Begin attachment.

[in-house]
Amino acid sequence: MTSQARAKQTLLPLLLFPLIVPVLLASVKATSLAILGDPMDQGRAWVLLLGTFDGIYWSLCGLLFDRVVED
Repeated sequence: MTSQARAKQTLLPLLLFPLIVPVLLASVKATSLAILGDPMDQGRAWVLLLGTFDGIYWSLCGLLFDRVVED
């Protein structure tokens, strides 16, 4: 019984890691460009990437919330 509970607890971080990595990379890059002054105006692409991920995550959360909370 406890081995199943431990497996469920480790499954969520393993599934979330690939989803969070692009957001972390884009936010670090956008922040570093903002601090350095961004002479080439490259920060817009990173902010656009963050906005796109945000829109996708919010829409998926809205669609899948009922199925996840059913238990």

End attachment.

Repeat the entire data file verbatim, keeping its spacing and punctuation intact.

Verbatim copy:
[in-house]
Amino acid sequence: MTSQARAKQTLLPLLLFPLIVPVLLASVKATSLAILGDPMDQGRAWVLLLGTFDGIYWSLCGLLFDRVVED
Repeated sequence: MTSQARAKQTLLPLLLFPLIVPVLLASVKATSLAILGDPMDQGRAWVLLLGTFDGIYWSLCGLLFDRVVED
């Protein structure tokens, strides 16, 4: 019984890691460009990437919330 509970607890971080990595990379890059002054105006692409991920995550959360909370 406890081995199943431990497996469920480790499954969520393993599934979330690939989803969070692009957001972390884009936010670090956008922040570093903002601090350095961004002479080439490259920060817009990173902010656009963050906005796109945000829109996708919010829409998926809205669609899948009922199925996840059913238990």